We started writing about the vicious link between palm oil and land grabbing back in 2010 (1). Highlighting the vacuity of the commitments made by the gang of the largest producers, traders and users, who have tried to paint of green the image of the deadliest tropical oil (so-called greenwashing), without taking into any account the land robbery impact on local communities (2). In late 2010, we launched a petition against the use of palm oil in the food chain, collecting 115 thousand signatures in four months. And right now, a week after the inauguration of the Expo, the crocodile tears of its colossal sponsor McDonald’s, which shows new commitments to be realized in the next three decades. We cannot not comment on the situation.
Palm oil and land robbery
Between 2008 and 2014, at least 56 million hectares of land (equal to the extension of France) in Developing Countries were snapped up by foreign investors (3). At the end of 2014, the international NGO Grain recorded 66 macro-operations of land robbery in tropical countries designed exclusively for growing mono-intensive oil palm (4). The sub-Saharan Africa – Ethiopia, Uganda, Congo, Cameroon, Gabon, Guinea and Guinea Bissau, Togo, Nigeria, Burkina Faso, Benin, Ivory Coast, Liberia, Sierra Leone, Senegal, etc. – It was the epicenter of the latest predatory instincts, due to the instability of local governments and the consequent ease of acquisitions and evictions of huge tracts of forest areas at ridiculous prices (5).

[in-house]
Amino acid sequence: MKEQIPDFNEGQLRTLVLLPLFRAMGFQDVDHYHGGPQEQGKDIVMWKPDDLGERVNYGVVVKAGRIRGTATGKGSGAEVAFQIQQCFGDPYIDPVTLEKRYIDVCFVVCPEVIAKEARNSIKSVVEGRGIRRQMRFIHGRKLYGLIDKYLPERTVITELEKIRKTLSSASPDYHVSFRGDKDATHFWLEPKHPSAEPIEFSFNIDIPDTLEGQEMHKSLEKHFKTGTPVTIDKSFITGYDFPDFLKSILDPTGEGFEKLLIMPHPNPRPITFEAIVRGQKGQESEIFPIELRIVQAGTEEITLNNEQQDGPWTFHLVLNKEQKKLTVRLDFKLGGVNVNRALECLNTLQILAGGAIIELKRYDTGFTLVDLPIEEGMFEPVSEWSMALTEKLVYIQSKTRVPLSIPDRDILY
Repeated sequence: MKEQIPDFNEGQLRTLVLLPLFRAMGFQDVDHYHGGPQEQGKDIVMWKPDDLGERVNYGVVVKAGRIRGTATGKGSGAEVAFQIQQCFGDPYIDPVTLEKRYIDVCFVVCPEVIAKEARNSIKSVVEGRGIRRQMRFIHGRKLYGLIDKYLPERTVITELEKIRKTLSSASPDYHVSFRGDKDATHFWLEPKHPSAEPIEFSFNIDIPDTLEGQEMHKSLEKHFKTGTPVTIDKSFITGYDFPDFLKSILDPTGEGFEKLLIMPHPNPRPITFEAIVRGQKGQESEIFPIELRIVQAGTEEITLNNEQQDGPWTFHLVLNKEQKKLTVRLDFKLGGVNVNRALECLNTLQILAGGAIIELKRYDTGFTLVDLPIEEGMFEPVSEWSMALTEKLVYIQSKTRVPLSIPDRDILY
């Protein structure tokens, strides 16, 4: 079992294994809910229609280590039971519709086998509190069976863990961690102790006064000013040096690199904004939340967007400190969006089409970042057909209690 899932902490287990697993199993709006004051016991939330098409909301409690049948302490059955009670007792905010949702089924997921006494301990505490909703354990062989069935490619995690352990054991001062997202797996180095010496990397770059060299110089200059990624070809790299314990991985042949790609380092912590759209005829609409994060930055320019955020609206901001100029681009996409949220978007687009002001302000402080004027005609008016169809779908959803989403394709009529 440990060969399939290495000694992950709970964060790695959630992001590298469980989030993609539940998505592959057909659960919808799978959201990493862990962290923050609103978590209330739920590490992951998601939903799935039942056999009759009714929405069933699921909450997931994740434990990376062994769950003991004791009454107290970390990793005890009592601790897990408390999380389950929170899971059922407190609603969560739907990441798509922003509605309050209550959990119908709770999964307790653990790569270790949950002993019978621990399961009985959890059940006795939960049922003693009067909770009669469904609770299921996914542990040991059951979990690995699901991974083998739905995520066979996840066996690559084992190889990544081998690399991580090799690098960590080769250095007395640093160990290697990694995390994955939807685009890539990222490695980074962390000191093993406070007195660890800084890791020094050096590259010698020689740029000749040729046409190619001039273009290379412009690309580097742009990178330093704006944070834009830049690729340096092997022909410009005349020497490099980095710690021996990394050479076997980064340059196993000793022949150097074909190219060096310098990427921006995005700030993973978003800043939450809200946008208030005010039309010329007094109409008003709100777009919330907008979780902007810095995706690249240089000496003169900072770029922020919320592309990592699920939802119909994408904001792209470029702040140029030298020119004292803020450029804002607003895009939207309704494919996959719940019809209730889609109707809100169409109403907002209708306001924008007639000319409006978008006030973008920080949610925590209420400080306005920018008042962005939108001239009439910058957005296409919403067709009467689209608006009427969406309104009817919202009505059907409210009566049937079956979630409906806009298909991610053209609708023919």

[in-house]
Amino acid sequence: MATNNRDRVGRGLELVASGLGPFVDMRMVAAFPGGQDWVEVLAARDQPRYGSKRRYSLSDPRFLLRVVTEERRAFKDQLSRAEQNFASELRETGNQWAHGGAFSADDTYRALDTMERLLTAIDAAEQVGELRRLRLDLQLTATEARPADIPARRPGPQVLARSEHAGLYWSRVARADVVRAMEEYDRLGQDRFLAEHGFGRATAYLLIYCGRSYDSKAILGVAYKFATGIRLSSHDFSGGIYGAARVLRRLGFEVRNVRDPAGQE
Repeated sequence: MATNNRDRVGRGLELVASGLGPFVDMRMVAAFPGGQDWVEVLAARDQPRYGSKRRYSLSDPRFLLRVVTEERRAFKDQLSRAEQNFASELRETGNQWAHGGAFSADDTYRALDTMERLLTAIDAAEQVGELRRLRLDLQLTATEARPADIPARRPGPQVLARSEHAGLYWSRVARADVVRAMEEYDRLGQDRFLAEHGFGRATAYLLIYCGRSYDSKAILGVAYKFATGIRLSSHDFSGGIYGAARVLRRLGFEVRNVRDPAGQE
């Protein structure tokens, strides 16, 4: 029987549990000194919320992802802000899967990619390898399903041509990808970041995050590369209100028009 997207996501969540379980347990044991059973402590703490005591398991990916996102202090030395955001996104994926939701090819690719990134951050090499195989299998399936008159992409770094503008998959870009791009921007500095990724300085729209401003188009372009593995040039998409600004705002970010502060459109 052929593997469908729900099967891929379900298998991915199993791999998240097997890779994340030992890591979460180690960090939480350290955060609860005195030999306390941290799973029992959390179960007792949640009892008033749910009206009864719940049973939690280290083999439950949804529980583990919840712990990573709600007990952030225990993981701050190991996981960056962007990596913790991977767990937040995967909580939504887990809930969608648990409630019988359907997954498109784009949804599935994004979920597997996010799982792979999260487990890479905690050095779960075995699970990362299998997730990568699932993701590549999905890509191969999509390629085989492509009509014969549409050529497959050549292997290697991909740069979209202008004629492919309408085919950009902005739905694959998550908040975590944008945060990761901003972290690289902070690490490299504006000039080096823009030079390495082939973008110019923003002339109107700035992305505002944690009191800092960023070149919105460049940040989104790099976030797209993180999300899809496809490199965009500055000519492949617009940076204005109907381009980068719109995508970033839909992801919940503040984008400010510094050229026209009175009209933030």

The voracious demand for palm has not afterward neglected Southeast Asia. 8 million hectares of natural habitat are ‘at palm risk ‘ in the Philippines, 5.5 million acres of land already under foreign rule in Papua New Guinea, 5 million hectares in the hands of 25 large investors in Indonesia (6).
From Southeast Asia to Latin America, the palm lust has extended to the Amazon of Peru, as well as Honduras and Colombia (7).
Palm oil and deforestation
The report “Corporations, Commodities, and Commitments That Count”, published in March 2015 by the organization Supply-Change (8), attributes at least two thirds of tropical deforestation to irresponsible management of forests with agricultural speculative purposes, in response to the increasing demand for palm oil in the first place, soybeans and cattle to follow. All that is needed to the first chain of public restaurants in the world, McDonald’s, and its 36,000 fast foods.
The entire production of palm oil on a global scale takes place in countries that used to house tropical forests. But the uncontrolled expansion of these crops threatens the environment like human rights, state the researchers of Supply-Change, that to date only 10% of the market is covered by the “certified tonnes of palm oil” which moreover , for 69%, are expressed through transactions of credits or certificates (sigh!).
Grain in turn has recently reported the immensity of European imports of “food commodities” whose production comes from land subject to robbery and illegal deforestation (9).